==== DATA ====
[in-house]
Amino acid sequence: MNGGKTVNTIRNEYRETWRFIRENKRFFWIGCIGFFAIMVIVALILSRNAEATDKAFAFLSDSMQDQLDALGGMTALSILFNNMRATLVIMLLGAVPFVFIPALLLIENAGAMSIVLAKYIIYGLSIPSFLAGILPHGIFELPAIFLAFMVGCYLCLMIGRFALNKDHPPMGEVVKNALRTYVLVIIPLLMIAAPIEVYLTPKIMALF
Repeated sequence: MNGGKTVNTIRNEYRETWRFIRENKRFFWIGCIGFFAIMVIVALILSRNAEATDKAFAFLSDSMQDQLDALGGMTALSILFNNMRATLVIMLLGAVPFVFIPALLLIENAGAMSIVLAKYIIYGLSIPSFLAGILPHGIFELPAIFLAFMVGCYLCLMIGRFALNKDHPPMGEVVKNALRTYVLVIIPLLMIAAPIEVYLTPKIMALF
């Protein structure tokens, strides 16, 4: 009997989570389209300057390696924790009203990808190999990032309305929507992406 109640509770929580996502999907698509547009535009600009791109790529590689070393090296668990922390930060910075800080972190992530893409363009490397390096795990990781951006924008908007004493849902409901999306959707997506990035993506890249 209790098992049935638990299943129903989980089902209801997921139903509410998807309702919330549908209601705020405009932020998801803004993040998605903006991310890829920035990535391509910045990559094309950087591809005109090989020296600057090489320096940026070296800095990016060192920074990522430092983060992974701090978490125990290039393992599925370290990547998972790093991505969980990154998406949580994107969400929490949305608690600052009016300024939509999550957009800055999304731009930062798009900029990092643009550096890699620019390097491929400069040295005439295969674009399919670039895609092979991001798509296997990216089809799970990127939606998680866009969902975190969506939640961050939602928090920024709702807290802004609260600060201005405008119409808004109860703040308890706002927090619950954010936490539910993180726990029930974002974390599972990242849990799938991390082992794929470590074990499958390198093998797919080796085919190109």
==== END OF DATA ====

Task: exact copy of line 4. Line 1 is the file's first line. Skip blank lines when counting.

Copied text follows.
């Protein structure tokens, strides 16, 4: 009997989570389209300057390696924790009203990808190999990032309305929507992406 109640509770929580996502999907698509547009535009600009791109790529590689070393090296668990922390930060910075800080972190992530893409363009490397390096795990990781951006924008908007004493849902409901999306959707997506990035993506890249 209790098992049935638990299943129903989980089902209801997921139903509410998807309702919330549908209601705020405009932020998801803004993040998605903006991310890829920035990535391509910045990559094309950087591809005109090989020296600057090489320096940026070296800095990016060192920074990522430092983060992974701090978490125990290039393992599925370290990547998972790093991505969980990154998406949580994107969400929490949305608690600052009016300024939509999550957009800055999304731009930062798009900029990092643009550096890699620019390097491929400069040295005439295969674009399919670039895609092979991001798509296997990216089809799970990127939606998680866009969902975190969506939640961050939602928090920024709702807290802004609260600060201005405008119409808004109860703040308890706002927090619950954010936490539910993180726990029930974002974390599972990242849990799938991390082992794929470590074990499958390198093998797919080796085919190109």